Director: Carlo Mirabella-Davis
Starring: Hayley Bennett, Austin Stowell, Denis O’Hare, Elizabeth Marvel, David Rasche, Luna Lauren Velez
Country: USA
Running Time: 94 min
Year: 2019
BBFC Certificate: 18

As domineering husband Richie (Auston Stowell), and his overbearing family put pressure on Hunter (Hayley Bennett) to play the dutiful wife, she becomes overwhelmed and powerless. Desperate to regain control of her life and her identity, Hunter starts to swallow things. As the compulsion increases the more dangerous the objects she ingests become.

The first thing that strikes you about Swallow, Carlo Mirabella-Davis’ beguiling film, is the pin-sharp photography. While set in the United States, the house in which most of the story takes place could be anywhere, it’s so cold and manufactured. Too damn clean to be a home. The steady, still framing isolates Hunter, even while she and her husband are an ostensibly successful couple. Her in-laws dismiss her, there are hints of them thinking she is a classless gold-digger. The swallowing of random objects is attention seeking and it works, so she swallows more things and there is a fetishist reaction. Swallowing is an escape. It’s hers, because she has nothing else, and no privacy. Hunter gets a thrill out of not pretending, even while it exposes her to more sanctions. The tension, and there is tension, is diffused by well balanced comedy, as the absurdity of what Hunter tries to swallow increases. Especially when she hides a bag of knick-knacks like sweets.

Such a strong visual setup along with the narrative that piles emotional pressure on our protagonist, could be a Hitchcockian thriller. Hunter’s situation in a large, modern house reminds us of Leigh Whannell’s The Invisible Man. However, Swallow isn’t building on or towards an act of violence. There is a formality to the narrative. A sense of ceremony (stripping of personality), but it’s not as machine-tooled or twisted as Hitch would do. On the contrary, Swallow is more modern and relevant; rather than making us complicit in delighting in Hunter’s misfortune, we sympathise. The compulsion she suffers is a real thing, called Pica. In Hunter’s case, a cry for help by which the viewer, unable to answer, is tormented.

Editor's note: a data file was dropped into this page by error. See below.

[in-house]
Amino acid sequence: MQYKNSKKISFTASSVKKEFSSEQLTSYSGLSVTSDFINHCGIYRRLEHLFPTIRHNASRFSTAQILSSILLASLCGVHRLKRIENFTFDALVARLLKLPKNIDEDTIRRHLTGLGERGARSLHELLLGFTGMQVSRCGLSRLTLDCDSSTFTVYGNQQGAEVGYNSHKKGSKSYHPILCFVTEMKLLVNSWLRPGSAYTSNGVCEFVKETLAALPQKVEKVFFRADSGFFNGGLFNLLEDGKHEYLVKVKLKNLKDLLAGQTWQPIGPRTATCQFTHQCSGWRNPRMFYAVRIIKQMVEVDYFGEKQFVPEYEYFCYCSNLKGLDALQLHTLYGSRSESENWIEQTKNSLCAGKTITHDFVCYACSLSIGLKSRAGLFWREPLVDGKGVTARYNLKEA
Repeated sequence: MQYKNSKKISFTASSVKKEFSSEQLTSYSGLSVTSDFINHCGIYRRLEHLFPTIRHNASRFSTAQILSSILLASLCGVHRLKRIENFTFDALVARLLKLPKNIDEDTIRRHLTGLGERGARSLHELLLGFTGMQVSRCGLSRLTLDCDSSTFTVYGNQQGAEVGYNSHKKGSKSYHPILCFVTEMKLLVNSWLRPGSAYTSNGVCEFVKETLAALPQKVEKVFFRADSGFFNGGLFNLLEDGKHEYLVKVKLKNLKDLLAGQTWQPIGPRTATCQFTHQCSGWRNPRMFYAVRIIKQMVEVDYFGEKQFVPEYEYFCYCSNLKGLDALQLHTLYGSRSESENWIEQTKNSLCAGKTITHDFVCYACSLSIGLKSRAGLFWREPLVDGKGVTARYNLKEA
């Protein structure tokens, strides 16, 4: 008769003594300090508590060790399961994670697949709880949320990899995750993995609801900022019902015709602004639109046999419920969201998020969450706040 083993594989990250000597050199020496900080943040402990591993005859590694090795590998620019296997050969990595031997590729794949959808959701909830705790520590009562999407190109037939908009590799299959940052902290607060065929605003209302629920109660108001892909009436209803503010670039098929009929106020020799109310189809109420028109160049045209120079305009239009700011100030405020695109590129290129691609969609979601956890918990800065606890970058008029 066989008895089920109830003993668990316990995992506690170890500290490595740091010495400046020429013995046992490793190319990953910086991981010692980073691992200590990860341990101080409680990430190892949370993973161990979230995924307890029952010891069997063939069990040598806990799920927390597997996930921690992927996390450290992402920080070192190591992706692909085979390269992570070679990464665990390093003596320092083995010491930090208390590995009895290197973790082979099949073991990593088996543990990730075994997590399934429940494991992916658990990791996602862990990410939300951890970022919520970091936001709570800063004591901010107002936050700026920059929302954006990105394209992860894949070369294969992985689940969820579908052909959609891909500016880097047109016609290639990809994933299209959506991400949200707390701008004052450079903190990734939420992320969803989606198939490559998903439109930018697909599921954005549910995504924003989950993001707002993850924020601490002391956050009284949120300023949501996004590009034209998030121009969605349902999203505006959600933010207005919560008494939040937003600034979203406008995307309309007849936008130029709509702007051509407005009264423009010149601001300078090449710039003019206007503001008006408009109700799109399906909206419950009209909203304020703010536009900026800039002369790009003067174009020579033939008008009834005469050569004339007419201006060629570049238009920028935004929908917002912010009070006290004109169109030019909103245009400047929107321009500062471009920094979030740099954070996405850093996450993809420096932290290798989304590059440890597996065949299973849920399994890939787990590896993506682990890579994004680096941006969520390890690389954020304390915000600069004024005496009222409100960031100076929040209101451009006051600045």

There is a revelation, although one in keeping with the tone of the film. Otherwise, not much of anything happens, but it’s brilliant. That there isn’t a contrived plot to drive the story shows an astonishing faith in both the idea and Hayley Bennett. The other trick up Carlo’s sleeve is that his story is real. People will watch this and immediately identify with Hunter’s considerable, quiet torment.

Carlo’s film is a quietly agile and sly film. It can be funny, moving and emotional, placing absolute faith in the audience. And that faith is easily found with Hayley Bennett’s fabulous and understated performance. She spends a great deal of time alone and shoulders the measure of the film with a balance of dignity and humour.


Second Sight’s HD transfer is marvellous. The overall look of the film is cold; harsh lines, smooth wood and glass, but it’s peppered with coded colour, like a neo-noir. You can read the film while nothing is being said and the crisp design is perfectly realised on Blu-ray. As the film and the story progresses, it becomes softer and warmer, and the presentation continues to shift accordingly. This coalescence of the theme and imagery of the film continues right through the end credits.


Nathan Halpern’s score is unintrusive, but effective and like everything else in this presentation, it’s nicely balanced. There’s not a lot going on to test a surround sound track, but the environmental sounds of the large, lonely house are very effective. And such a quiet presentation just makes the gulp of a marble all the more excruciating. Intimate, even.


  • Audio Commentary by Director Carlo Mirabella-Davis and Producers Mollye Asher and Mynette Louie
  • A Personal Story: interview with Carlo Mirabella-Davis
  • Something Bubbling Underneath: interview with Mollye Asher
  • The Process: interview with editor Joe Murphy
  • Metal and Glass: interview with composer Nathan Halpern
  • A Room of One’s Own: Alexandra Heller-Nicholas on Swallow
  • Knife Point: a short film by Carlo Mirabella-Davis

The collection of features, between an enthusiastic commentary and several interviews, delve into both the making of the film and its themes. Carlo Mirabella-Davis is at the centre and is enjoying sharing the process of what is clearly an important film for him to have made, and it’s interesting to learn how he is friends with Jordan Peele. Jordan’s Get Out is more of a genre piece, yet you can see both films have similar intentions.

This is a superb limited edition by Second Sight, presented in a solid case, with a book and artwork by Hayley Turnbull. This is how a prestige release should be done and it’s inspiring that show such support for a film like Swallow.

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